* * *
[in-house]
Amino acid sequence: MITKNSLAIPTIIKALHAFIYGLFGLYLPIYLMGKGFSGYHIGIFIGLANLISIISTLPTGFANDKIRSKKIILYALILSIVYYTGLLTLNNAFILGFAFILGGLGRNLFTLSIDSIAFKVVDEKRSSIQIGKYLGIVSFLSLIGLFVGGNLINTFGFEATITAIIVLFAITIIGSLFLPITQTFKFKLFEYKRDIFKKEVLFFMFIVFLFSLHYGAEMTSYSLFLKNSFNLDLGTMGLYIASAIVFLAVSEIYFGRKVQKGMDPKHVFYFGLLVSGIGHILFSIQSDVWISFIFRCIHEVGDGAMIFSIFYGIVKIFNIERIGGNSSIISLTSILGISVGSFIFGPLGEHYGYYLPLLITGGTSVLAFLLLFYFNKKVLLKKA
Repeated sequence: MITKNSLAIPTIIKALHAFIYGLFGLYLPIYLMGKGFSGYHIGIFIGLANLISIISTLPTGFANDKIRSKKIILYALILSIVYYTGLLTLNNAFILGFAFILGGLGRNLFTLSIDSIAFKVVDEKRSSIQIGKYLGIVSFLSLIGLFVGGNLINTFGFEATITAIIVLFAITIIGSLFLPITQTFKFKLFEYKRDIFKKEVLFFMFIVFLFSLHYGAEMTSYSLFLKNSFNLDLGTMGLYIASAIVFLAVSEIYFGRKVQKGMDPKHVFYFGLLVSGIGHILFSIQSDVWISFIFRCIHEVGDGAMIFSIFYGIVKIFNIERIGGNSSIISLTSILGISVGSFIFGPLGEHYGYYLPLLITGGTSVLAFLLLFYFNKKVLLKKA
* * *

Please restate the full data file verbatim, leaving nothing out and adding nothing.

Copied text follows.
[in-house]
Amino acid sequence: MITKNSLAIPTIIKALHAFIYGLFGLYLPIYLMGKGFSGYHIGIFIGLANLISIISTLPTGFANDKIRSKKIILYALILSIVYYTGLLTLNNAFILGFAFILGGLGRNLFTLSIDSIAFKVVDEKRSSIQIGKYLGIVSFLSLIGLFVGGNLINTFGFEATITAIIVLFAITIIGSLFLPITQTFKFKLFEYKRDIFKKEVLFFMFIVFLFSLHYGAEMTSYSLFLKNSFNLDLGTMGLYIASAIVFLAVSEIYFGRKVQKGMDPKHVFYFGLLVSGIGHILFSIQSDVWISFIFRCIHEVGDGAMIFSIFYGIVKIFNIERIGGNSSIISLTSILGISVGSFIFGPLGEHYGYYLPLLITGGTSVLAFLLLFYFNKKVLLKKA
Repeated sequence: MITKNSLAIPTIIKALHAFIYGLFGLYLPIYLMGKGFSGYHIGIFIGLANLISIISTLPTGFANDKIRSKKIILYALILSIVYYTGLLTLNNAFILGFAFILGGLGRNLFTLSIDSIAFKVVDEKRSSIQIGKYLGIVSFLSLIGLFVGGNLINTFGFEATITAIIVLFAITIIGSLFLPITQTFKFKLFEYKRDIFKKEVLFFMFIVFLFSLHYGAEMTSYSLFLKNSFNLDLGTMGLYIASAIVFLAVSEIYFGRKVQKGMDPKHVFYFGLLVSGIGHILFSIQSDVWISFIFRCIHEVGDGAMIFSIFYGIVKIFNIERIGGNSSIISLTSILGISVGSFIFGPLGEHYGYYLPLLITGGTSVLAFLLLFYFNKKVLLKKA